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New Highs for Stress and Workplace Anger



From awful to worse: Over the previous 30 years, the data on stress at work and our mental well-being at work have steadily declined. The severity of the situation at the moment is illustrated by a recent global survey:

  • 71% of workers claim that their family life is badly impacted by work.
  • According to 64% of workers, their well-being is negatively impacted by their employment.
  • Sixty-two percent of workers claim that their relationships suffer as a result of work.

In actuality, the majority of people in today’s workforce who are attempting to support their families and themselves discover that earning a wage comes with a significant emotional cost. They are less in touch, more irritated with friends, and have less tolerance for the people we love at home. They feel exhausted, listless, depressed, and more tense. We are aware of the negative impact that our workplaces have on our mental wellness, as evidenced by the large number of employees who report feeling that way. As a matter of fact, most workers are prepared to “give less” in order to lessen the emotional harm they endure at work.

  • Eighty-one percent of workers globally would put their mental health above a high-paying position.
  • Worldwide, 64% of workers acknowledge that they would be willing to forgo a raise in order to work in a position that better supports their mental health.

Many workers think that their manager has a big influence on their emotional well-being at work. A staggering 68 percent of workers would prefer their managers to take more action to assist their mental health, with 35 percent of workers believing their boss does not understand the influence they have on the mental health of their team. This begs several questions: Is my manager experiencing emotional ease more than I am? Is it worthwhile for me to put in the time and effort to try to advance in order to benefit from increased pay and greater mental health and wellbeing at work?

Put otherwise, does a journey up the success ladder reduce stress at work?

  • Of managers, 57% wish someone had told them not to accept their current position.
  • Managers who are under too much stress at work say they are likely to quit within the next year, according to 46% of managers.
  • Furthermore, it is utterly false to believe that a higher salary helps managers manage the emotional stress and anxiety that comes with their own jobs. According to 70% of managers, they would gladly accept a pay decrease right now in exchange for a position that better supports their mental health.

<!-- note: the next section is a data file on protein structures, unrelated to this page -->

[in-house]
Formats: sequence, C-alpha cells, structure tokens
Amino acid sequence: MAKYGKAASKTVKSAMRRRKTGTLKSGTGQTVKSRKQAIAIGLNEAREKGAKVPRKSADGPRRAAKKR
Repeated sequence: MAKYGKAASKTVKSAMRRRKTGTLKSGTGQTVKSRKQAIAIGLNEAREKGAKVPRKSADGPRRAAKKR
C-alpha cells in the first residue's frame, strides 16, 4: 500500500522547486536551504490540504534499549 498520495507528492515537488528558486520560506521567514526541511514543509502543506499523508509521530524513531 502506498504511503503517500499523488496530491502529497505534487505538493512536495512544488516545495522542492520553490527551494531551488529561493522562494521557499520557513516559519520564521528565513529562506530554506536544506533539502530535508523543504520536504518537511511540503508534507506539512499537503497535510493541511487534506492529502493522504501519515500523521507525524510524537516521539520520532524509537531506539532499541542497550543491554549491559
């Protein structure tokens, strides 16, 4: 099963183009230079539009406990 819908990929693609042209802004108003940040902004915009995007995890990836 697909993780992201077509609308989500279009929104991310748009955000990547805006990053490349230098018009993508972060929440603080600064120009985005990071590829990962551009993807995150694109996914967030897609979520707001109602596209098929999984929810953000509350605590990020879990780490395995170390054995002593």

What happens if you reach the very top of the success ladder? Does that make a difference? No, sorry:

  • A third of C-level executives report feeling “often” or “always” anxious about their jobs.
  • Due to stress at work, 40% of C-level executives say they will probably resign in the next 12 months. Despite being highly compensated, over half of senior executives seem to be so emotionally unhappy that they can’t “take it” any more. From the rank and file to senior management, work-related stress and anxiety have reached pandemic proportions in our workplaces, and the emotional cost to all of us is immense. It’s important to remember that businesses, states, and nations all bear a heavy financial cost that manifests itself in a variety of ways, including decreased productivity, increased employee absenteeism, and higher staff turnover rates, to name a few.

Changing Corporate Culture:

The good news for business executives is that they can boost revenue, their own reputation, and the mental and physical health of their staff by doing one simple thing: adopting a compassionate corporate culture and setting an example for others by treating everyone with respect and kindness. This includes even making the most difficult business decisions, which should always be handled with dignity and respect. So what options do managers at lower levels have? Every manager has the ability to instill a culture of compassion in those under their supervision, and if enough managers at all levels take this action, the organization’s culture will change.


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